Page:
Example: Location 1 has not received any diaper donations and is in need of them. Location 2 has received a considerably more baby diapers than they can possibly distribute. Location 2 may push the resource of “n diapers” to the national interface, or Location 1 may push their need for diapers to the national interface (or both). Location 1 requests the diapers, and the coordinators at Location 1 and Location 2 arrange for shipping the diapers to a place where Location 1 can distribute them.

(This may create a new need for Location 2 for a volunteer who is heading to Location 1. Perhaps an EMT is heading from Location 2 where their services are less needed currently to Location 1, and can bring them with her. Or perhaps a cash donation which is in the resources list of one or the other location covers the mailing costs.)

Example 2: Location 3 has many volunteers with boats who have just been rescuing people from local floods. The boats are no longer needed for rescue, but many of those volunteers have said that they are willing to take their boats to other flooded locales for rescue. The resource of volunteers with boats is posted to the national interface, and various locations may request those resources be sent to their geographic locales.



  • Security must be planned for and built for from the start. People in emergencies are vulnerable people, and we don’t want to make matters worse!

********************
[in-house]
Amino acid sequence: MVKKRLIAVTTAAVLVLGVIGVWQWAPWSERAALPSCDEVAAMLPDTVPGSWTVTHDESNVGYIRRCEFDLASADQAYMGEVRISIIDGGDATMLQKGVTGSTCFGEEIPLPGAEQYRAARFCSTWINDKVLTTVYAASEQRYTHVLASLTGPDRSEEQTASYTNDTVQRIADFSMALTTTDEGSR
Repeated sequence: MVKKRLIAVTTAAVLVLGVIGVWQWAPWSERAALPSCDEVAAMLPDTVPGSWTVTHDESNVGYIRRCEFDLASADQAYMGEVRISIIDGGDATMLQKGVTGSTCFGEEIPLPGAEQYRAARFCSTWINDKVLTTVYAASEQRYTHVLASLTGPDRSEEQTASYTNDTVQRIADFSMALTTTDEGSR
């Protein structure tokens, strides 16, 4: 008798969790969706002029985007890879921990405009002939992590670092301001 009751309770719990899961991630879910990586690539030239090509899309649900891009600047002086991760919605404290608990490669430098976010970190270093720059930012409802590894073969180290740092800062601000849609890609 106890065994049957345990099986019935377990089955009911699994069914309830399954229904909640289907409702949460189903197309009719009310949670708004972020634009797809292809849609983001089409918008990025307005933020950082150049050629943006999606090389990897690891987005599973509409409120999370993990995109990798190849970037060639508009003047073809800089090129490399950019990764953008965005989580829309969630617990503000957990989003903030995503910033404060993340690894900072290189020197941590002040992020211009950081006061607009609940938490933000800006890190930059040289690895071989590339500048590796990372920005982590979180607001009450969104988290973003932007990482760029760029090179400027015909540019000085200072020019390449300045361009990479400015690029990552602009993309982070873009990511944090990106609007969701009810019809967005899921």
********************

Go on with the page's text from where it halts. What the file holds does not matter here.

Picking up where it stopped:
• User Interface design should make this project easy to use with little or no instruction for a new data entry volunteer
  • Duplication of items during data entry is a major problem with the Google Docs solution. Let’s use as many points as possible to help us eliminate duplicates WHILE a data entry volunteer is entering a new item, not just after they’ve completed the entry

More considerations will certainly be discussed in the hackathon channels.


Thinking Long Term

The current set of emergencies facing us are going to have long term recovery efforts. The software that we are building can hopefully help with more than just the immediate disaster response, and go on to help grassroots community groups continue to coordinate mutual aid during the long process ahead. There are some other possible applications for this software that you might want to consider as well.

  1. Community organizations and/or cooperatives which engage in mutual aid during non-crisis periods could use this tool for coordinating needs and resources within the organization and across partner orgs.
  2. Community organizations which deal with specific kinds of crises which are not disasters — domestic violence prevention and response, homeless resource organizations, etc — may use this tool both in house and for cooperating with other similar orgs. (eg homeless shelters could easily see what beds are available in their area at other shelters)
  3. Water Protector encampments are still a thing. They receive donations and volunteer support in a wide range of locations. This tool might help the encampments share resources more effectively.


Ready to Get Involved?

If you are not already signed up, you can join our global virtual hackathon running from today through Sunday September 10 by filling out this form.